I wasn't able to show you this somewhat tacky document. Once in a while I see important documents provided by important people and I realize what life was like before computers. The typing is uneven (and I am sure Mr. Simpson's secretary had her way with whiteout) and the whole document was copied crookedly on a Xerox.

I don't think I even looked closely at it before, because by this time I was getting ready to go to Los Angeles and the University of Southern California, but I see I was also qualified to teach in nursery schools, though I never knew a three year old anxious to translate Thucydides.

In LA I was a teaching Assistant. I loved teaching, and I think I was good at it. My original intention had been to return to England and become a teacher, but when fate decreed I was going to live in Detroit, I explored teaching here. I was offered a job across the river at the University of Windsor, but with no car (I couldn't even drive) and a succession of babies, that didn't work out. As for teaching in a high school, the State of Michigan required 50 or so University credits in Education. Too expensive, no baby sitter or car—well, that was not an option. To be honest, I never waved this document in front of them and asked if there was a short cut.

I have kept this letter "for future reference" and to remind me of what might have been.

Friday, December 11, 2015

Remember Holidailies?

It took me nigh on two weeks to write about Thanksgiving, so it is once again time, if not a little late, to take off my hat to the wonderful and prolific bloggers who contribute to Holidailies. These writers post a contribution each day from December 1 to January 1. I could never do that and try as I might in the "down" season after Christmas, I can never read them all. But it is a great way to come across bloggers I used to follow and to meet new ones.

Give it a try.

Thursday, December 10, 2015

Nate the Great

Thank you to my adorable grandson for sharing my birthday today. This photo was taken last year in his new house in Manassas, VA. Looks like it needs a bit of Photoshop. I just noticed what looks like a large rat on his shoulder. He is nine today and seems so grown-up. We saw him at Thanksgiving in Detroit and hope to visit him in Virginia in the Spring.

Love you, Nathaniel.

Wednesday, December 09, 2015

Across the River and into the Trees

I must first start out with a confession. A rather shameful confession. The realization that my cultural literacy has let me down. When I came across the juxtaposition of a river and trees/woods, I never realized that Hemingway wrote Across the River and into the Trees. (Note to self: read more Hemingway. And F. Scott Fitzgerald.) This short video shows what I always conjured up when I heard these words. Though there is too much snow and ancient means of transportation and not enough Grandma (where's Grandpa?) and a Norman Rockwell turkey.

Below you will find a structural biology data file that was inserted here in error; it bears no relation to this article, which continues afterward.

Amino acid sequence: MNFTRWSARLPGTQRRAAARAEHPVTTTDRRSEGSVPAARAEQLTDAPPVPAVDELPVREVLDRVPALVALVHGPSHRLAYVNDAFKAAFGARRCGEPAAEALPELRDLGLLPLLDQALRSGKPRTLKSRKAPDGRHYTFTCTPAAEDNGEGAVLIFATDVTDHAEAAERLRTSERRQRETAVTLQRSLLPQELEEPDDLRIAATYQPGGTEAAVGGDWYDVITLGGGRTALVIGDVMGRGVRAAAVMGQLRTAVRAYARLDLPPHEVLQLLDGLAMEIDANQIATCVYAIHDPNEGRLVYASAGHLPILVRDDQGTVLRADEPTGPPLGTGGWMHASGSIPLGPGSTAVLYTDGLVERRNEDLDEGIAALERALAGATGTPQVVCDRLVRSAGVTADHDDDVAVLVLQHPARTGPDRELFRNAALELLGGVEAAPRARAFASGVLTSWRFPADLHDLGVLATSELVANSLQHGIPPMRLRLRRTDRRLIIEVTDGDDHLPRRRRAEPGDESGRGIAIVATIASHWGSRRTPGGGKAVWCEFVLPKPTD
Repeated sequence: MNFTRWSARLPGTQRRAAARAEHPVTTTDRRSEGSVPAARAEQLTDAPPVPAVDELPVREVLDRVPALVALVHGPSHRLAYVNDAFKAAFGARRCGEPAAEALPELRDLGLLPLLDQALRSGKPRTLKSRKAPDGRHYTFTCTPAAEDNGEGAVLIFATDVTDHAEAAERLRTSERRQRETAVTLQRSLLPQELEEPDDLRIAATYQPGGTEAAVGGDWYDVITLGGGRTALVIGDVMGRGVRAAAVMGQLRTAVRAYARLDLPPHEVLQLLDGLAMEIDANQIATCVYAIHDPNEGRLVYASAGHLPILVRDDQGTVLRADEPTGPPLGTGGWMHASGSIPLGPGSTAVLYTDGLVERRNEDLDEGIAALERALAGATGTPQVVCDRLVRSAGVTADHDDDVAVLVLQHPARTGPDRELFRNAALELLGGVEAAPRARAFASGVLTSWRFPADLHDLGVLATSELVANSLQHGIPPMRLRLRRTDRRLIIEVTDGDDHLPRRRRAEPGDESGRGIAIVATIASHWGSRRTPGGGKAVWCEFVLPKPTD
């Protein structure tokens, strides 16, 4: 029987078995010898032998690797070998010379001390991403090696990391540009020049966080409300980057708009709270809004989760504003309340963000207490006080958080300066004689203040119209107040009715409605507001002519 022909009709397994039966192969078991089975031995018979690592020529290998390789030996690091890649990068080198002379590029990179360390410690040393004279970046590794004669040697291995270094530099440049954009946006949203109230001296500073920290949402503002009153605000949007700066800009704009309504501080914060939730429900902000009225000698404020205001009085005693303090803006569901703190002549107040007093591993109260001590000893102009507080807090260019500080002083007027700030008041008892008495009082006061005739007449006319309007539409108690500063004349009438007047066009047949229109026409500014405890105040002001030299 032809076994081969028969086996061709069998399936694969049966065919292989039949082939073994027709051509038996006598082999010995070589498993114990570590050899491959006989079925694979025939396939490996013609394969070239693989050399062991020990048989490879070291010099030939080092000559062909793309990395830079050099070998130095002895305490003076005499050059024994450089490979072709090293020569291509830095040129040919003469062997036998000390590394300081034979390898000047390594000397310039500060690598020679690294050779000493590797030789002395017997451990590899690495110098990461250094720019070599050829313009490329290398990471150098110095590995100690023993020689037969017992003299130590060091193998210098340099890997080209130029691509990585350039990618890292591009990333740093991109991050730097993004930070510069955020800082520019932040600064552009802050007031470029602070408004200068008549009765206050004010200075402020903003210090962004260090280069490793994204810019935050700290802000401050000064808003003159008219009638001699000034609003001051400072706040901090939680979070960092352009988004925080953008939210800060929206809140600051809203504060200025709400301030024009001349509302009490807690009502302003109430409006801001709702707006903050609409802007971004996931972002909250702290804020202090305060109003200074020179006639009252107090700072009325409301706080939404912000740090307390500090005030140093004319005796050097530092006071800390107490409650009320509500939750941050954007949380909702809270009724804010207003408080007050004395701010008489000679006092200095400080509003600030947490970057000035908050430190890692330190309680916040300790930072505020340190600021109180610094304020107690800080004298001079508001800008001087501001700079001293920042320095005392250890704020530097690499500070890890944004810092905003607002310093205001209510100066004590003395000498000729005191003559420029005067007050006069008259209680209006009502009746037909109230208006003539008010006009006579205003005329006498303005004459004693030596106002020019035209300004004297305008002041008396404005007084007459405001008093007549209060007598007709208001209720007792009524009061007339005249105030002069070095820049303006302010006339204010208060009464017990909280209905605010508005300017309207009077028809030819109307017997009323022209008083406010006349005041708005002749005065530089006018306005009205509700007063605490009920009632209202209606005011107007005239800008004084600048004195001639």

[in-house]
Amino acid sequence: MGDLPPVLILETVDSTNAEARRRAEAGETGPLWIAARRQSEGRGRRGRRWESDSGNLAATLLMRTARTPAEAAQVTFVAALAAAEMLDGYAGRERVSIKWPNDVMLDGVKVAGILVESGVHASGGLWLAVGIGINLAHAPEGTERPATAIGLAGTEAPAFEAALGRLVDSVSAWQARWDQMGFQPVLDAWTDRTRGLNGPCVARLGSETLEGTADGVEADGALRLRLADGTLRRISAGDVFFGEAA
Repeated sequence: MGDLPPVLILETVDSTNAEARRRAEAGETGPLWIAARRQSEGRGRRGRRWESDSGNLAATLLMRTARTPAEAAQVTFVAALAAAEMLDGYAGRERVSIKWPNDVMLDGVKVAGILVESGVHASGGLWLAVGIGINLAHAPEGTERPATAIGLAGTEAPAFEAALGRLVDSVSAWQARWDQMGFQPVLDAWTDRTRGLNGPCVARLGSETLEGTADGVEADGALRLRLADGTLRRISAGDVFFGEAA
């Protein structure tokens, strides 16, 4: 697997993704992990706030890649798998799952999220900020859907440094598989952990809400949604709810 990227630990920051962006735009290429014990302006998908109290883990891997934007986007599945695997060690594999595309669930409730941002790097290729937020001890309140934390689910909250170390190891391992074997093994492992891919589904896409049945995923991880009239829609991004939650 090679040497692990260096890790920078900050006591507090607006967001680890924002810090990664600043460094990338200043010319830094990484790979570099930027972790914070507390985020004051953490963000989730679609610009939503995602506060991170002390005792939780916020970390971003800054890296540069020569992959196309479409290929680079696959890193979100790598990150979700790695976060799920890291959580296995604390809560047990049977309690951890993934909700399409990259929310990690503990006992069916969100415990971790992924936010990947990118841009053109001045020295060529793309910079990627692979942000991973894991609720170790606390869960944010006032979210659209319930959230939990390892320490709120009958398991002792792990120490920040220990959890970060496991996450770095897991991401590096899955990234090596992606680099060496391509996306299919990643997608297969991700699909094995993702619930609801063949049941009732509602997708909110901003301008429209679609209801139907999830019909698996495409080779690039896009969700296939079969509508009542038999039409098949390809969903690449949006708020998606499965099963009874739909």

I love the idea of children wrapping up warmly in a sled, arriving at Grandma's house where there is already a smell of gingerbread and everyone sitting around the fire telling family stories. Yes, I love the idea, but it doesn't work out that way. This year I got six exhausted people who for some reason had left Virginia at two a.m., but got here safely in time for lunch. I had made cookies, but it did not take them long to devour the whole batch. (Note to self: make more cookies and hide some.)

As usual, my memories of the Thanksgiving weekend are a little confused. What DO I remember? Well, I remember the funny noise the dishwasher made Thanksgiving morning and the fact that it kept running and running but the soap never left the dispenser. Fortunately Kate and Ron were cooking the Thanksgiving dinner and I still had my summer picnic baskets filled with paper plates and plastic silverware (my favorite oxymoron) for the other days when I had 17-25 people a meal.

I remember Gody teaching Kate how to make authentic eggplant parmesan —hope you got it, Kate, it was delicious and we want it at more family meals. And as I look through photos, I remember how unenthusiastic I felt about taking photos. This dish was I side I served with a ham and roast potatoes. I remember we let the kids go ahead in the buffet line we set up and that there were no more potatoes left when we go to the front of the line. (Note to self: remember we have 2 18-year olds at Thanksgiving, a 16 year old, and the other ten were not much younger. With large appetites. Make lots more food ahead of time and freeze it.) Even this little elf will be eating large portions soon.

One of the interesting parts of Thanksgiving. Our son, the French teacher, who will quote Verlaine rather than pick up a hammer, actually fixed the downstairs toilet, the upside down soap holder in the shower and two lights in the upstairs bathroom. That's what having his own shed and a nice new house will do for him! (Note to self: leave more chores for his next visit.)

The day after Thanksgiving was rainy and I debated whether to drag all the kids to our local parade. "Is it the same one as usual?", someone asked. When I said it was, everyone politely declined to go to the parade. Not because it was raining, but because the parade is boring. So while two grandsons and their father went to an old car museum, the rest went to a bookstore.

So Thanksgiving is over. On to Christmas